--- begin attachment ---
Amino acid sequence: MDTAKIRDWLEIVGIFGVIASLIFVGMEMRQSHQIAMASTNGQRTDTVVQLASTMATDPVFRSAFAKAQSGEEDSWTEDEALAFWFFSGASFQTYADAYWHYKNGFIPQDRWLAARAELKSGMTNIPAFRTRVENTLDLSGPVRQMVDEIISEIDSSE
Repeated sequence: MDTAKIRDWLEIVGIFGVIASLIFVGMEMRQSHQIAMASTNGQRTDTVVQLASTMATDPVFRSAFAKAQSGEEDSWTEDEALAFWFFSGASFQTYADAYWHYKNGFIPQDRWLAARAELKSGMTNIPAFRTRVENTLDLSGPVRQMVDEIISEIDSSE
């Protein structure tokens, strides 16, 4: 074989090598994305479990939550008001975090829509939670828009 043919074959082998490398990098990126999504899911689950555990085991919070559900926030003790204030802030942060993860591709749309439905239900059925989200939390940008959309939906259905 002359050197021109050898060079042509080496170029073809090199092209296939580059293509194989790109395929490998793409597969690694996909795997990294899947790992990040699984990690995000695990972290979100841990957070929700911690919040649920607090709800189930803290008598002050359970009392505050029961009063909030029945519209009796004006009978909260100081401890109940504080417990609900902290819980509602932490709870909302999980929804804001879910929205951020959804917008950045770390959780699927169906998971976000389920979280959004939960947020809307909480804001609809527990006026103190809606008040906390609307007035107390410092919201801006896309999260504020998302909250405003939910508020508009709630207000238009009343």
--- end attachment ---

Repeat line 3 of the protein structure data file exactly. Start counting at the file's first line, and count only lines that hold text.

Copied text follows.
């Protein structure tokens, strides 16, 4: 074989090598994305479990939550008001975090829509939670828009 043919074959082998490398990098990126999504899911689950555990085991919070559900926030003790204030802030942060993860591709749309439905239900059925989200939390940008959309939906259905 002359050197021109050898060079042509080496170029073809090199092209296939580059293509194989790109395929490998793409597969690694996909795997990294899947790992990040699984990690995000695990972290979100841990957070929700911690919040649920607090709800189930803290008598002050359970009392505050029961009063909030029945519209009796004006009978909260100081401890109940504080417990609900902290819980509602932490709870909302999980929804804001879910929205951020959804917008950045770390959780699927169906998971976000389920979280959004939960947020809307909480804001609809527990006026103190809606008040906390609307007035107390410092919201801006896309999260504020998302909250405003939910508020508009709630207000238009009343």